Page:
Combined assembly 50 also includes a zeroing ring 84 which rides over inner sleeve 54. Ring 84 includes a radially inwardly extending detent 86 which engages one of five circumferentially equally spaced, axially extending grooves 88 formed in outer surface 90 of inner sleeve 54. Likewise, outer sleeve 56 has a radially inwardly extending detent 92 which engages grooves 88 to provide the user with both a tactile and an aural indication of the amount of rotary movement of outer sleeve 56 relative to inner sleeve 54, and thus an indication of the axial displacement of metering stop flange 74 relative to drive stop flange 72. In the preferred embodiment rotation of outer sleeve 56 one groove, corresponding to one-fifth of a complete rotation, corresponds to two units of pharmaceutical 38 to be injected; this is discussed below with reference to FIGS. 6A-6C which illustrate the use of combined assembly 50.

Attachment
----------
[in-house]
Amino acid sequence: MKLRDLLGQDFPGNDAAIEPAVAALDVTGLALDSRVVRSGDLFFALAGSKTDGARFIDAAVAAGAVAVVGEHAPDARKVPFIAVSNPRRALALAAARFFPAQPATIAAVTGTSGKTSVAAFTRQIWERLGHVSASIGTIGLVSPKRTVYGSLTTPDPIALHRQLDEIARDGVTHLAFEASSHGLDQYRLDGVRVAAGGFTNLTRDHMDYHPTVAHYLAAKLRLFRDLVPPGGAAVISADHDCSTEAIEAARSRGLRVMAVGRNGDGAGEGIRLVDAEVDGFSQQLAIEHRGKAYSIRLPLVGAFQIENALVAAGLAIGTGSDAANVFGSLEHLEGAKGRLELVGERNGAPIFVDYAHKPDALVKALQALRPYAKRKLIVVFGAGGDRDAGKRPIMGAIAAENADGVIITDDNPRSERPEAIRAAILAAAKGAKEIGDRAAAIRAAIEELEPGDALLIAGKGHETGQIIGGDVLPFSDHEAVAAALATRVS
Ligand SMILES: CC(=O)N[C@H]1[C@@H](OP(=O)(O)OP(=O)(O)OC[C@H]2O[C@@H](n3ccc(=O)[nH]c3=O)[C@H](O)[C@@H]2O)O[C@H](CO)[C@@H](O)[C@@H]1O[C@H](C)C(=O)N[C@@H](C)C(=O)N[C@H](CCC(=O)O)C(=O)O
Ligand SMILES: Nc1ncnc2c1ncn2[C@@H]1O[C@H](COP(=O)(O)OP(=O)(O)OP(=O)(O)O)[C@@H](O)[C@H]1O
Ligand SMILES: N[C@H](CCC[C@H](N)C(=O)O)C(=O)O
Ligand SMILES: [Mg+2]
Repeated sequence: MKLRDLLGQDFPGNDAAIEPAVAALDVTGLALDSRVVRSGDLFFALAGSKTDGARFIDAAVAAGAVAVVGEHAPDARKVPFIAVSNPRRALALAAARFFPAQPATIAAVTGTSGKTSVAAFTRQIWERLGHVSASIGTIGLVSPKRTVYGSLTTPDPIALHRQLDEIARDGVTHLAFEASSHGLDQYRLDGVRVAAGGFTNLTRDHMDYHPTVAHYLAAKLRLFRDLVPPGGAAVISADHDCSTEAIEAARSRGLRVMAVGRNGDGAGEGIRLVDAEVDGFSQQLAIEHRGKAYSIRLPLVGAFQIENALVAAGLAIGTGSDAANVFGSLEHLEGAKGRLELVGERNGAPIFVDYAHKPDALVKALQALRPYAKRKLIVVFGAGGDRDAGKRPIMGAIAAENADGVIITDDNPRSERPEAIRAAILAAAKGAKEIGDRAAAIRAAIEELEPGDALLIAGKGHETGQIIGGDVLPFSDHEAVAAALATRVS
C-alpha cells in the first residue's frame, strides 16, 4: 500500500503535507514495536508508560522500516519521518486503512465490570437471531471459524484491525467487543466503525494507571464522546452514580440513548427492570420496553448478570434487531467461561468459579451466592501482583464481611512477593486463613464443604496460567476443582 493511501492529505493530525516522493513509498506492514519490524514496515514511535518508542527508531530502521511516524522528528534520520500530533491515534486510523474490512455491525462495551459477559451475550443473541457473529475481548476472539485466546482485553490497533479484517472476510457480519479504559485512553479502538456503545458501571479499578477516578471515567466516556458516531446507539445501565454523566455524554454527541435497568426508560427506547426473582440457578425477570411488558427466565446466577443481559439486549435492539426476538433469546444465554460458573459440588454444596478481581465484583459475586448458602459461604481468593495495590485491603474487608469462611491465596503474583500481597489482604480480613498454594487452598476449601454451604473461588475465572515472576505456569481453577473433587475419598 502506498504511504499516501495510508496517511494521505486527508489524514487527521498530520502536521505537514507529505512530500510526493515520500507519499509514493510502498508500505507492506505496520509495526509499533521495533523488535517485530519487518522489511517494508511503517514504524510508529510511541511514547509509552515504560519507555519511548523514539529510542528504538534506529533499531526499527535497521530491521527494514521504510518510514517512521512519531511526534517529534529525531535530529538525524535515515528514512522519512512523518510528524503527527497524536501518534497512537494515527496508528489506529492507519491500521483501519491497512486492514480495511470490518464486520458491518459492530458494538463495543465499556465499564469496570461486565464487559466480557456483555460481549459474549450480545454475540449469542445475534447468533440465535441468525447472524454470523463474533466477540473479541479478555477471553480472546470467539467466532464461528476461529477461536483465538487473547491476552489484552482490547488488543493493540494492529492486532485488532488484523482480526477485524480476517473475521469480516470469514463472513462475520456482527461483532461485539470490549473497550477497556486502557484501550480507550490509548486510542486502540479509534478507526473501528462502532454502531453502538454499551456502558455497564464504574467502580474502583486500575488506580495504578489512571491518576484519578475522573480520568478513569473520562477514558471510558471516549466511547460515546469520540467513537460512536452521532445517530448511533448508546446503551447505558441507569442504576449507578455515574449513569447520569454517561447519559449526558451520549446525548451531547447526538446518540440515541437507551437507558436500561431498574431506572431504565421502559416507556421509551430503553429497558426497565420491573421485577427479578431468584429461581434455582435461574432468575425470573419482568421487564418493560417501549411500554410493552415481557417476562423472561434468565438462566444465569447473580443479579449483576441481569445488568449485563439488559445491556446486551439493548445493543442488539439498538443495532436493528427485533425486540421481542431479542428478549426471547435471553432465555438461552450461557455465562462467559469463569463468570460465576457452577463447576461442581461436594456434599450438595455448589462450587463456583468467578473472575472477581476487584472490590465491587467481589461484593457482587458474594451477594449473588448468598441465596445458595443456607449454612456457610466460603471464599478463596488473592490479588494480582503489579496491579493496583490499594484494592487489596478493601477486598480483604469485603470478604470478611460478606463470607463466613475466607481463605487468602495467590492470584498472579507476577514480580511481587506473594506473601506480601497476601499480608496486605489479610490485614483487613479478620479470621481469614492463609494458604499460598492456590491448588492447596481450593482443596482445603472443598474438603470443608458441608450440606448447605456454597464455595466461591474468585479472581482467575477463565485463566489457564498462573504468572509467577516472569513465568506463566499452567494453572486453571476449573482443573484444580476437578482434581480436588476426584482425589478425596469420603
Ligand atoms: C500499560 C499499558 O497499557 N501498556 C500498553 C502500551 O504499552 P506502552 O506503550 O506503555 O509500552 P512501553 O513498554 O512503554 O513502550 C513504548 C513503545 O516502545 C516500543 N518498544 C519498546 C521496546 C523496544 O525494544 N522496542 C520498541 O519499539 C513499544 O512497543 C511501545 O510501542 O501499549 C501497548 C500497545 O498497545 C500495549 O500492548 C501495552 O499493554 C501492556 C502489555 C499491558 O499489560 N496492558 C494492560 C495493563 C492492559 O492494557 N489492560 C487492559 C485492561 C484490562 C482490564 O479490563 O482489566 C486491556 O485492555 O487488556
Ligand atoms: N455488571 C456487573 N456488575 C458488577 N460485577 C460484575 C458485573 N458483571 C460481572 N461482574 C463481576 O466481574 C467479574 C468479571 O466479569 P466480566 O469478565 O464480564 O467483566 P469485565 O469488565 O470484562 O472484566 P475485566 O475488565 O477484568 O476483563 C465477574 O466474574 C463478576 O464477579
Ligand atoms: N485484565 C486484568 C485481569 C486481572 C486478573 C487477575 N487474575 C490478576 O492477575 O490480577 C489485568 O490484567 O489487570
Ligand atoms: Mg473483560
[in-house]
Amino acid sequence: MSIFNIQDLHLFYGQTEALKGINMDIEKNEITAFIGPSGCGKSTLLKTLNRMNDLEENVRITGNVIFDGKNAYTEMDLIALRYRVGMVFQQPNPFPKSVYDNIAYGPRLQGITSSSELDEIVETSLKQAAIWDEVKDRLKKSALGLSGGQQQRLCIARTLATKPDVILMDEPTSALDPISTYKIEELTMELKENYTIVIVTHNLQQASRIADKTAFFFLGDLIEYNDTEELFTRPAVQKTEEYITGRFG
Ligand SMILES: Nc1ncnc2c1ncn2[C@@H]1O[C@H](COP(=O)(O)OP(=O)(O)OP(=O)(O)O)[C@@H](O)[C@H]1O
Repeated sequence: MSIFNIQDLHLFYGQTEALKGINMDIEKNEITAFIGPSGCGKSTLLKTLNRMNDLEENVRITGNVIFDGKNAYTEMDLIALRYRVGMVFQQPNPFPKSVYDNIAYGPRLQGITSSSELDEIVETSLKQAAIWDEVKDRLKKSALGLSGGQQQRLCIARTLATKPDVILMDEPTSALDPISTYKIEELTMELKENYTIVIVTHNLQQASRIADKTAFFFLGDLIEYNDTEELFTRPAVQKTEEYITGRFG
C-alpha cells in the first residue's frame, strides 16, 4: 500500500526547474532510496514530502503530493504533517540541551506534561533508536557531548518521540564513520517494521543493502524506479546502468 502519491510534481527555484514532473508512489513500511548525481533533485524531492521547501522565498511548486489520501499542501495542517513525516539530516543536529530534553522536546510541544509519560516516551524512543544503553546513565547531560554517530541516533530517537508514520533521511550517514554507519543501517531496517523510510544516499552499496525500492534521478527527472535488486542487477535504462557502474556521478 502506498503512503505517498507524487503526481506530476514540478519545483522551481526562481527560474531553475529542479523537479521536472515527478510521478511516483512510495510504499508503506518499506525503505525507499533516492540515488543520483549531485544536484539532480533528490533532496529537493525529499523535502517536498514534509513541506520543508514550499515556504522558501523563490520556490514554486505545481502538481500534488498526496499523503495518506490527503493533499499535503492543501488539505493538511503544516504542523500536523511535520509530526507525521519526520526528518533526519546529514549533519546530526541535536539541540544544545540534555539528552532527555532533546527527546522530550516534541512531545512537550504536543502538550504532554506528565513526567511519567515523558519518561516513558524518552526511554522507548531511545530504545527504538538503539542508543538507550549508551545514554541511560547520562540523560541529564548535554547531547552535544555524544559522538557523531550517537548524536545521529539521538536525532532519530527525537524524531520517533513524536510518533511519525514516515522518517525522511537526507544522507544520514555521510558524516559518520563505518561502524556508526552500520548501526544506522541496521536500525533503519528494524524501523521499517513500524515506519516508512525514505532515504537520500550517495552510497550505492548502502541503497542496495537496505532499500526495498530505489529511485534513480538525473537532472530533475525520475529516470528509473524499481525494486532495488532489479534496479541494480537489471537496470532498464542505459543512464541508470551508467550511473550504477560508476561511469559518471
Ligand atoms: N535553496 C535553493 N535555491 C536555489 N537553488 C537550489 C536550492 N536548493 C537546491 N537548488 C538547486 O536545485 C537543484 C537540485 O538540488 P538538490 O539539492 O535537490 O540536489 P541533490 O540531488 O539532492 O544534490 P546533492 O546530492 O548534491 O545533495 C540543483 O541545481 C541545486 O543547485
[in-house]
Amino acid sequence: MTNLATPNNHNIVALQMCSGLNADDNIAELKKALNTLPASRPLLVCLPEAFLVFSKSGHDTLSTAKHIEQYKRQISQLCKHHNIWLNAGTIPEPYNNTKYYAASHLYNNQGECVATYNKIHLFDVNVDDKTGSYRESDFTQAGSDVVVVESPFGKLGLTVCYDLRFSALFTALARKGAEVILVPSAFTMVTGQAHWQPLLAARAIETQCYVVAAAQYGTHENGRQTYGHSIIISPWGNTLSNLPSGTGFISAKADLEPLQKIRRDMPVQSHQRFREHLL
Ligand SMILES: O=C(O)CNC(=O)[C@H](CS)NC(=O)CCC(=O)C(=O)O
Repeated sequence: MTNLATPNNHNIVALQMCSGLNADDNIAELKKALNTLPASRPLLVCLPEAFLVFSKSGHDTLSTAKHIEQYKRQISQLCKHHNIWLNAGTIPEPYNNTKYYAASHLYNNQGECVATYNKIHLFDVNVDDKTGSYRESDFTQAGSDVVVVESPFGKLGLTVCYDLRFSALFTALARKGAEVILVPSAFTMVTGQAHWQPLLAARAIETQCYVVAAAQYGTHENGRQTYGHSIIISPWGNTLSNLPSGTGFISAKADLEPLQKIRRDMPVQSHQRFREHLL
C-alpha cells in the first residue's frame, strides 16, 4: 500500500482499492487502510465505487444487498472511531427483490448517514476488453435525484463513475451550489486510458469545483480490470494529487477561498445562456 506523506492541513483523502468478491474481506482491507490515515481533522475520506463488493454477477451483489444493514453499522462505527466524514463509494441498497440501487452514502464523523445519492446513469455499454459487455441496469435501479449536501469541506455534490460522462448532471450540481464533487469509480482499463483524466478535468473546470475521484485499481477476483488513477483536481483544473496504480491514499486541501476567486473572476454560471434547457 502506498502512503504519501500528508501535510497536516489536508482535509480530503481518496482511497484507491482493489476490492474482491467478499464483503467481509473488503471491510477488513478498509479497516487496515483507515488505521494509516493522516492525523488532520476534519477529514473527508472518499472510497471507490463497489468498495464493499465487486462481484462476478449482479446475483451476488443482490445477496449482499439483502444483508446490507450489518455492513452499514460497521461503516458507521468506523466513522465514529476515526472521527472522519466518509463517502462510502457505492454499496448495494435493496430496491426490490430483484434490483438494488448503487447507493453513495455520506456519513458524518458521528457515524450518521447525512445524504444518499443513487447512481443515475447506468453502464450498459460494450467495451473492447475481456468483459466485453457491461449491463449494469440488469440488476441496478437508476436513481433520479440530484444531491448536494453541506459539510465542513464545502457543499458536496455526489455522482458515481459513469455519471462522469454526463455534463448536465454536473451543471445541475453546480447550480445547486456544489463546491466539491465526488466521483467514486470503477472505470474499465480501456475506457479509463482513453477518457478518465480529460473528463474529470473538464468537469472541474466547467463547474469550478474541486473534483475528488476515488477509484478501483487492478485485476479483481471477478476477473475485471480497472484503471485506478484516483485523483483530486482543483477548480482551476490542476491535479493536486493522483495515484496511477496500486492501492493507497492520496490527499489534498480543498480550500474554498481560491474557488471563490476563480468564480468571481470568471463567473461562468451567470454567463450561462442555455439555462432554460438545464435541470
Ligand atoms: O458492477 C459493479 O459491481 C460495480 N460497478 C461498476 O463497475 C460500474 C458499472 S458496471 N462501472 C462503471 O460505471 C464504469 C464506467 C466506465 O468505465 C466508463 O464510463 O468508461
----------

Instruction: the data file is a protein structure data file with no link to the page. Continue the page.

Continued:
To mix pharmaceutical 38 using combined assembly 50, the user first rotates outer sleeve 56 onto inner sleeve 54 several times as shown in FIG. 6A. This provides a sufficient distance between drive stop flange 72 and metering stop flange 74 to permit inner container 6 to be moved between the extended and collapsed positions of FIGS. 1 and 2 thus mixing pharmaceutical 38 as discussed above. After this mixing, outer sleeve 56 is rotated until metering stop flange 74 just contacts drive stop flange 72. At this time zeroing ring 84 is slid axially back against outer sleeve 56 and rotated to align zero markings 94, 96 formed on zeroing ring 84 and outer sleeve 56 respectively. See FIG. 4A. Outer sleeve 56 is then rotated back onto inner sleeve 54. The amount of movement is indicated by the audible and tactile detenting action between detent 92 and grooves 88 as well as by markings 98 on zeroing ring 84 (which slides axially along inner sleeve 54).